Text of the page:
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Aerial Drone of NSS @ Work

NSS recently partnered up with SkyDronics to bring you a series of aerial drone videos of just some of the services we offer at NSS.

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Move drone video and other NSS videos can be found over on our YouTube Channel.

North Queensland is sitting on a sizeable deposit of one of the world’s best performing metals.

A few hints.

It’s not gold, platinum nor rhenium.

Cobalt found in copper deposits is getting similar attention in the Isa-Carpentaria Minerals Province.

Lithium and nickel are used in smaller format products.

Got it yet?

It’s vanadium.

Battery metal’s NQ debut

Bloomberg is reporting that vanadium increased in price by more than 130 percent in the past calendar year.

The investor website said tightening supply and strong orders from the steel industry accounted for much of the rally.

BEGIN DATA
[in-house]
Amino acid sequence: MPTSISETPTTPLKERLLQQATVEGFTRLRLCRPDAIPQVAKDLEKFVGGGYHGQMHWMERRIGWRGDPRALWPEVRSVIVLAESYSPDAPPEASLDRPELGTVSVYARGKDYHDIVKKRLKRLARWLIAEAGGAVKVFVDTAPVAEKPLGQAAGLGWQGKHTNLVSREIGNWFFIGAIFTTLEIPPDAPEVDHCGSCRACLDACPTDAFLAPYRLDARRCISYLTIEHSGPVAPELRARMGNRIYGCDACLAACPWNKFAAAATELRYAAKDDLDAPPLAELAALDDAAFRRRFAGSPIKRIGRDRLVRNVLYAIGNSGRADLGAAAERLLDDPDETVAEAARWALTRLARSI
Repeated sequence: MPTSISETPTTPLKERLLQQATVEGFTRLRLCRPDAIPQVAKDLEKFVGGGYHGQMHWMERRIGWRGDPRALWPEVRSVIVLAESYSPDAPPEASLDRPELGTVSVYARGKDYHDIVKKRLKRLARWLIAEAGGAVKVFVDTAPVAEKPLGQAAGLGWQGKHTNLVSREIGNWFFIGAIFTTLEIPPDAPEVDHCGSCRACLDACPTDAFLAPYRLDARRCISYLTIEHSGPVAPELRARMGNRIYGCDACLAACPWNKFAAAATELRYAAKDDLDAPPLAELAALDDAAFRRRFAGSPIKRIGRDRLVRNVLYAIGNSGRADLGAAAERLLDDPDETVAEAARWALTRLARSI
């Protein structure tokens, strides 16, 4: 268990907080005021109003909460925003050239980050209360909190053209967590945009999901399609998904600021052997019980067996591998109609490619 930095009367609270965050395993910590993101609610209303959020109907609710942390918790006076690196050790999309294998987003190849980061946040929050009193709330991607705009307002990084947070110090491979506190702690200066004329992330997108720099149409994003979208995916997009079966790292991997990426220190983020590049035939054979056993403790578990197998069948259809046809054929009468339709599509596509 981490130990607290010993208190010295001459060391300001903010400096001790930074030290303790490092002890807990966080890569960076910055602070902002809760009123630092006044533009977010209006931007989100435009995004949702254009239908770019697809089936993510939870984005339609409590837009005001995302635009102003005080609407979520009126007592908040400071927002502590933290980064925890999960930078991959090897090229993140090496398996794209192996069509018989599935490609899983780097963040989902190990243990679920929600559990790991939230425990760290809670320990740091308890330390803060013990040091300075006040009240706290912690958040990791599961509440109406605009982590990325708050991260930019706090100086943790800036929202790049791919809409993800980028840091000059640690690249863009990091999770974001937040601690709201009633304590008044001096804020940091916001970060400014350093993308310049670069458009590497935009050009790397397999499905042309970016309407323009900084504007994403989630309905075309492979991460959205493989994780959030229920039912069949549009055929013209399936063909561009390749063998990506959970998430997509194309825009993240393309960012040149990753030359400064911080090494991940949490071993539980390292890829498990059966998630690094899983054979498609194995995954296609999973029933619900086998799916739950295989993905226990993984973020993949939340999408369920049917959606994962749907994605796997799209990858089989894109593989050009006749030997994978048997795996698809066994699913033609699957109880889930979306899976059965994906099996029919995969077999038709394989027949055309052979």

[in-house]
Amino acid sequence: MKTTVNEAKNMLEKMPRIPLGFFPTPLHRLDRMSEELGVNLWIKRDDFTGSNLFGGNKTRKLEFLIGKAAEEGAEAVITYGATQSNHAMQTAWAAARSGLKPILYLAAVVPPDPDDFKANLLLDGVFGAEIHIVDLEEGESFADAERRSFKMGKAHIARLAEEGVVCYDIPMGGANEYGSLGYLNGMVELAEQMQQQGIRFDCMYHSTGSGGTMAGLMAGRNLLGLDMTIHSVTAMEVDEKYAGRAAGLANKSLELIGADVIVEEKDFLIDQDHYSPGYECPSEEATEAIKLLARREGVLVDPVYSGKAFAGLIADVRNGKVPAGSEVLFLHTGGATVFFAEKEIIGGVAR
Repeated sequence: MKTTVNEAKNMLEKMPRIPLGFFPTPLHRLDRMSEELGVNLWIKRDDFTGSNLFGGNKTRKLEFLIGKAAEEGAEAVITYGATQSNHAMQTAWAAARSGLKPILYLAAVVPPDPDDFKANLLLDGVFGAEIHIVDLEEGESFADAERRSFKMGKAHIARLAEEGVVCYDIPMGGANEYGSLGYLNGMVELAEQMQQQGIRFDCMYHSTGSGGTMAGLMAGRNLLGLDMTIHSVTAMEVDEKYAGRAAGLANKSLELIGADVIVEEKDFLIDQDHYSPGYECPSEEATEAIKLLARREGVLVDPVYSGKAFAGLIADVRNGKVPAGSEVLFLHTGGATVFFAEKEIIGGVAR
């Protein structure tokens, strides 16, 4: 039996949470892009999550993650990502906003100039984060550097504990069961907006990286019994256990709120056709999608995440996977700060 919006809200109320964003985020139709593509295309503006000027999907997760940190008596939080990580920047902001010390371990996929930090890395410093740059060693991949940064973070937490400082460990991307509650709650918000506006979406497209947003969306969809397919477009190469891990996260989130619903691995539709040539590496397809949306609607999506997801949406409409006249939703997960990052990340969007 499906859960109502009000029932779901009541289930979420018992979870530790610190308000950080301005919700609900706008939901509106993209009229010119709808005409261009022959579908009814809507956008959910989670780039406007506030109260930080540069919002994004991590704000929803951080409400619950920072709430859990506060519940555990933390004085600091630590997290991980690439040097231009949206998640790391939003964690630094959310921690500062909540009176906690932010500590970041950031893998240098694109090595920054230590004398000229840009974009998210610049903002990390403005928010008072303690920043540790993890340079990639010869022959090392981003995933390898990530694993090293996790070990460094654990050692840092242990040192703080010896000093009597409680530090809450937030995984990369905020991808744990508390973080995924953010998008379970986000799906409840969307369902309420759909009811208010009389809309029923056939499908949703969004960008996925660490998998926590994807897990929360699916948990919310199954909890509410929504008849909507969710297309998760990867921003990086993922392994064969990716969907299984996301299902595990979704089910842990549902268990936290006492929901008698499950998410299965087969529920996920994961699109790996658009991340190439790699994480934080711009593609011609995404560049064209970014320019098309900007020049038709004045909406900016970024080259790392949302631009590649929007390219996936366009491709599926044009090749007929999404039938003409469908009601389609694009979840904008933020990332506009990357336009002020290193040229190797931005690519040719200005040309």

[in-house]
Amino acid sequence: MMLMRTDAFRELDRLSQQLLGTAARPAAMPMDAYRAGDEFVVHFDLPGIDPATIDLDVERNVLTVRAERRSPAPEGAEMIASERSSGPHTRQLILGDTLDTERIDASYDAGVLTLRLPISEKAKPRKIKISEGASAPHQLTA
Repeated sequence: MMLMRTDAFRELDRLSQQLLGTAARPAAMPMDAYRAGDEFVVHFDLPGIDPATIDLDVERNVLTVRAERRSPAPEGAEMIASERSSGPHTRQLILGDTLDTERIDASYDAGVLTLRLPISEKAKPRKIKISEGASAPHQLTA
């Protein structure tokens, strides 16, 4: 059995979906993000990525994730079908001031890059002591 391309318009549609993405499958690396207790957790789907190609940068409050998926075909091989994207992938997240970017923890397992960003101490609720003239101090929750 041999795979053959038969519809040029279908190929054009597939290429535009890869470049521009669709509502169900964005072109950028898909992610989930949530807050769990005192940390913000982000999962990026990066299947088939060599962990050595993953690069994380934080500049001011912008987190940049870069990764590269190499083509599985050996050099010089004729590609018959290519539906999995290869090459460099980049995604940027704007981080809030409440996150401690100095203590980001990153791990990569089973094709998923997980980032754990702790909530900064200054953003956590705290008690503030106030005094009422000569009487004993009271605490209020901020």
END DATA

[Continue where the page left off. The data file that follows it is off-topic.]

In the meantime, it’s out west where the excitement is building.

The Flinders Highway town of Julia Creek is aglow with high anomaly levels of vanadium lying untapped in what’s known as the Toolebuc formation.

The Toolebuc Formation extends from Queensland across South Australiaand the Northern Territory.

Interest was originally created around its potential as an oil shale reserve.

It rivals the world’s largest vanadium reserve in Brazil owned by Largo Reources, which produced almost 10,000 tonnes of vanadium pentoxide in 2017, according to  Nathan Cammerman, director of Multicom Resources.

The Brisbane-based company has applied for a mining lease 15km from Julia Creek on their St Elmo project.

Vanadium has come of age with the advent of alternative energy.

The metal can be used in industrial-scale batteries, which help to even out daily peaks and troughs from renewables like solar and wind energy.

The new 27 turbine wind farm currently under development near Ravenshoe on the Atherton Tablelands is a good example where stored energy could be distributed at times of peak demand giving it greater utility.

The move to green energy could create a new market and start a scramble for supply, according to BMO Capital Markets, and quoted by Bloomberg.

Vanadium’s ability to increase the tensile strength of steel is well known and Bloomberg says the rally edging it past US$9lb last year has come from Chinese policy changes increasing the amount of vanadium used in construction steel in Beijing.